India needs a smart strategy to outdo Chinese domination and become global leader in solar energy
Outmuscled from the beginning by their Chinese counterparts, Indian manufacturers are now facing a serious crisis with Chinese units, subjected to tariffs by the US, flooding the global market.
The formation of the International Solar Alliance (ISA) is one of the most significant environmental events in decades, even if, as of now, 32 countries have ratified it and another 30 joined up. Gurugram has been chosen to house it given India has one of the most ambitious solar power generation programmes worldwide and that in 2016 it ranked fourth in the list of installed capacity.
The predictions are that there is going to be a further boom in India’s renewable power generation – slated to reach 175 gigawatts by 2022. Of that solar power will contribute 100 gigawatts, while the global target is 1,000 gigawatts. But there are problems.
Let’s begin with India’s renewable programme. In the current budget, the solar programme gets a clear preference. It has been allocated Rs 2,045 crore or 54 percent of the total allocation for renewable energy schemes and projects. The funds have been set aside for a variety of small and large solar programmes. On top of that, it gets international assistance – France has just announced a subvention of €700 million, in addition to €300 million already committed. India has committed $21 million between 2016 and 2021, which will include the cost of setting up the headquarters in Gurugram.
The wind power sector gets only Rs 750 crore or 20 percent of the funds set aside for grid-interactive renewable energy projects. There is a conscious or an unconscious irony about this kind of deployment of finances, given that there is no conclusive evidence that solar energy outdistances other forms of renewables.
It would be useful to look at how the Centre breaks down its solar programme. Take rooftop solar power generation: till March 2017, 40 gigawatts was supposed to be its contribution to the 100 gigawatts target. But despite favourable policies, including a subsidy of 30 percent, by the end of 2016, only 0.67 gigawatt of rooftop installations was actualised. This means that in the next five to six years, rooftop installations will have to increase exponentially. This is unlikely to happen for roughly the same reasons people don’t install rainwater-harvesting systems: higher costs, lack of awareness, and red-tape.
As an offshoot, the solar power programme is not even benefiting Indian manufacturers of solar units as mandated by the Jawaharlal Nehru National Solar Mission. Outmuscled from the beginning by their Chinese counterparts, Indian manufacturers are now facing a serious crisis with Chinese units, subjected to tariffs by the US, flooding the global market. There are other problems, for instance, related to pricing and subsidies, which could, however, work themselves out as the demand for solar power grows.
Solar power tariff has fallen to a record low due to the government’s solar energy drive. Five years ago, solar companies in India were producing a kilowatt-hour for Rs 7. At present, it is down to Rs 2.44, which is cheaper than thermal power. In the recent past, the global price of solar energy has fallen rapidly. As this cost of solar power continues to fall, India has a real opportunity to become a world leader in the transition to a clean-energy eco-system.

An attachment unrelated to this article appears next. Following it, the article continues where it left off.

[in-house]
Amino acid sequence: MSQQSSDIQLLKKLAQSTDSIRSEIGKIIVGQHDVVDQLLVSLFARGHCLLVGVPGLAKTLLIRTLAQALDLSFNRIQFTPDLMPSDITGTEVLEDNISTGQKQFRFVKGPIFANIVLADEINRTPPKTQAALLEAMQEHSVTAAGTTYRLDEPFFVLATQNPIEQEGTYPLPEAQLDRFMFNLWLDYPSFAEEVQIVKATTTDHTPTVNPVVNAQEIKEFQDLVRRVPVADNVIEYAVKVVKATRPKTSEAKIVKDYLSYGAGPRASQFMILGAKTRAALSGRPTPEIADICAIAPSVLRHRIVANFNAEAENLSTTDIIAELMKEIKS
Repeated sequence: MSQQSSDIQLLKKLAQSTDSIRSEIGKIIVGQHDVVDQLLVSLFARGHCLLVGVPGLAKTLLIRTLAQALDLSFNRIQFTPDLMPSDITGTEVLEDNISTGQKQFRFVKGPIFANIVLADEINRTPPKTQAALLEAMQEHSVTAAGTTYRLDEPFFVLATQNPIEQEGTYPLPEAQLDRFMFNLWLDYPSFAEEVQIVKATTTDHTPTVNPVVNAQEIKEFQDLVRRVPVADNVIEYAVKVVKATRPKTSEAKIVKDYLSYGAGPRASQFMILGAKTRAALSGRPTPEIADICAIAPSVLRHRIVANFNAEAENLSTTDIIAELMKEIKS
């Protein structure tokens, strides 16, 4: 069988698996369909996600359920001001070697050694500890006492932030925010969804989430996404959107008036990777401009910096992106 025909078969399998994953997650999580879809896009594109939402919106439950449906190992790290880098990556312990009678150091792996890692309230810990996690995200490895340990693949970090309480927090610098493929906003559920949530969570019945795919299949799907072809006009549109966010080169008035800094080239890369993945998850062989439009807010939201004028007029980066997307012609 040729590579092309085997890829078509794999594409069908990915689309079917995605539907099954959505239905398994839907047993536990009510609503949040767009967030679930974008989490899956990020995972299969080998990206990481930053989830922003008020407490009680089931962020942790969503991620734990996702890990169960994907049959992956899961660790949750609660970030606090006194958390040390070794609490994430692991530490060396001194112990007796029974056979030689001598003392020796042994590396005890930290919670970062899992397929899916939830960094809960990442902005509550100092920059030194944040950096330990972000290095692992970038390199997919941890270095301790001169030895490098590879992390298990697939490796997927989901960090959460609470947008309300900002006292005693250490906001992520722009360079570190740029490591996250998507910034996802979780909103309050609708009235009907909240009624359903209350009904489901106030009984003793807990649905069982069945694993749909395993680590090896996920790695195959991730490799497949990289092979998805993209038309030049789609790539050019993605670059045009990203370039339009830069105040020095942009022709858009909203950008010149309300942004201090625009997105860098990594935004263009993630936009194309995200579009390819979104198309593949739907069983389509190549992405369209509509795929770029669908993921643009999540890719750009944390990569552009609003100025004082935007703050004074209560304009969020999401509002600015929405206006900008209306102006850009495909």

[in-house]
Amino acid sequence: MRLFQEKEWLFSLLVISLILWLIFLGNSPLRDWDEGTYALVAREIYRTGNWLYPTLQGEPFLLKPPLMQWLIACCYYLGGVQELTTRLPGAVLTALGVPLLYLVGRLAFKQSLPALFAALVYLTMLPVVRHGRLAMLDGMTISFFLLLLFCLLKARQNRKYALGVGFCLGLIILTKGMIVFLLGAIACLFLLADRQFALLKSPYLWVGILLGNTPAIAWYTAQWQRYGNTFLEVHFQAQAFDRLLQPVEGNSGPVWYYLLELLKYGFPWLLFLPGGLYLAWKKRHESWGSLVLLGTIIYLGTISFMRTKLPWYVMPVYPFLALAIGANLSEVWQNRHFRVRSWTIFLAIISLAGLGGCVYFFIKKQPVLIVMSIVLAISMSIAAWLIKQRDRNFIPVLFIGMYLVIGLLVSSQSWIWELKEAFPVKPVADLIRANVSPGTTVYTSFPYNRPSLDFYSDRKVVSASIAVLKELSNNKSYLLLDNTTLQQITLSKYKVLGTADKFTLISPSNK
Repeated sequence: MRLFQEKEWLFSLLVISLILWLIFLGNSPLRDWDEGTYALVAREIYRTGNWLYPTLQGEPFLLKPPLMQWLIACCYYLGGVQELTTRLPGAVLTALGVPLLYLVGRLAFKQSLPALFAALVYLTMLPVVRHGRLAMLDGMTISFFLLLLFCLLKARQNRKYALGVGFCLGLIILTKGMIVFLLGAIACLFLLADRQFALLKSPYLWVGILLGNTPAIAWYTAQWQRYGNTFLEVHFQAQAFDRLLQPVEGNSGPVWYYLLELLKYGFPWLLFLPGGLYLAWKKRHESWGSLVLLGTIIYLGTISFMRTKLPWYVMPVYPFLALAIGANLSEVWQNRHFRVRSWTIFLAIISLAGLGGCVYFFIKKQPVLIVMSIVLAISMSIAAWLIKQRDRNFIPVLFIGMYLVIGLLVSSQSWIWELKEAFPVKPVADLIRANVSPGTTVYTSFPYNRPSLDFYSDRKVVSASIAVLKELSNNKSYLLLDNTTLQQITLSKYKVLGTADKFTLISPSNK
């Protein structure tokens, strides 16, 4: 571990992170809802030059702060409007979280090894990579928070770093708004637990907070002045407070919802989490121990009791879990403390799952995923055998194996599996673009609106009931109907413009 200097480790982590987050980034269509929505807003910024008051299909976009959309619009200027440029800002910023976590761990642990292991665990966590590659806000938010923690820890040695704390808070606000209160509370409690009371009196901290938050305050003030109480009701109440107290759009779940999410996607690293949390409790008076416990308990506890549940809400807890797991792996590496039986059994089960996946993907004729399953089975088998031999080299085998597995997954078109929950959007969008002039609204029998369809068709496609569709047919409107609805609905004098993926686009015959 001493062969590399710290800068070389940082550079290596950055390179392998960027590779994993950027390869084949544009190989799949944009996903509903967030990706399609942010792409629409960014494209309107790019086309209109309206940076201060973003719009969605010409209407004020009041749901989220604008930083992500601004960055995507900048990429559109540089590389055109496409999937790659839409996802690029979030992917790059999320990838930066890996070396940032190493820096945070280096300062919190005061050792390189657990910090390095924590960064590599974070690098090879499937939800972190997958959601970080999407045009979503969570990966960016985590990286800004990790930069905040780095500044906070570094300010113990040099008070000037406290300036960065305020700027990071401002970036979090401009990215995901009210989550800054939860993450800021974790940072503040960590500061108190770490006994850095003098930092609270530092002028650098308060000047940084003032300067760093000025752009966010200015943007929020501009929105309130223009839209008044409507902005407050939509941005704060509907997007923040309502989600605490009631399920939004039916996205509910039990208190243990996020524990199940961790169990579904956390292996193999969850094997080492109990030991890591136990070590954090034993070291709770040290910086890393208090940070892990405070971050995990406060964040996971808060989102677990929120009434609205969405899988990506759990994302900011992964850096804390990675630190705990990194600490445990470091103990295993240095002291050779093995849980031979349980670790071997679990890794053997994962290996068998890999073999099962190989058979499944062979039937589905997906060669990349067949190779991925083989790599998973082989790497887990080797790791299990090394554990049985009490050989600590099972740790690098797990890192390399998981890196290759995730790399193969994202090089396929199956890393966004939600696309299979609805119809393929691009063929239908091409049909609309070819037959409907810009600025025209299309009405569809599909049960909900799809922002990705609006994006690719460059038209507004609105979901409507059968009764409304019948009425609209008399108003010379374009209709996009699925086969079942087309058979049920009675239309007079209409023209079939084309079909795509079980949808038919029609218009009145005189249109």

It is arguable that subsidies on solar and renewables should be phased out to achieve market parity with conventional energy systems. But this argument doesn’t wash unless you are an anti-subsidy fundamentalist because phasing out conventional energy sources – read fossil fuel – is important both because the emission of greenhouse gases needs to be drastically reduced and because a huge number of people who don’t have electricity/power/energy (237 million) need to be provided clean energy.
According to the Centre for Science and Environment, with the Central Electricity Regulatory Commission’s capital cost of Rs 5.3 crore per megawatt, without any tax holidays, the cost of generating power from a 10-megawatt plant would be around Rs 6.32 per unit of electricity. Commonly quoted tariff figures are more than 50 percent higher. So, while huge unsustainable subsidies ranging from Rs 3 to Rs 6 makes the issue of grid parity a farce, a differential price structure must be evolved so that the rich, the poor and those in the middle can use clean energy, without burning too big a hole in the government’s pockets.
Finally, a word on the global target of generating 1,000 gigawatts by 2300, for which the ISA plans to raise a trillion dollars; by then renewables are expected to contribute 40 percent to India’s energy ‘basket’. The problem is that there is no clarity on how these sums were arrived at. At present, the capacity of solar power installed globally is between 295 and 308 gigawatts, while for India, this number lies between 9.3 and 9.9 gigawatts, according to the statistics from 2016 published by the International Renewable Energy Agency and others.
All we can hope is that the developed world joins the ISA and makes this ambitious programme a reality.
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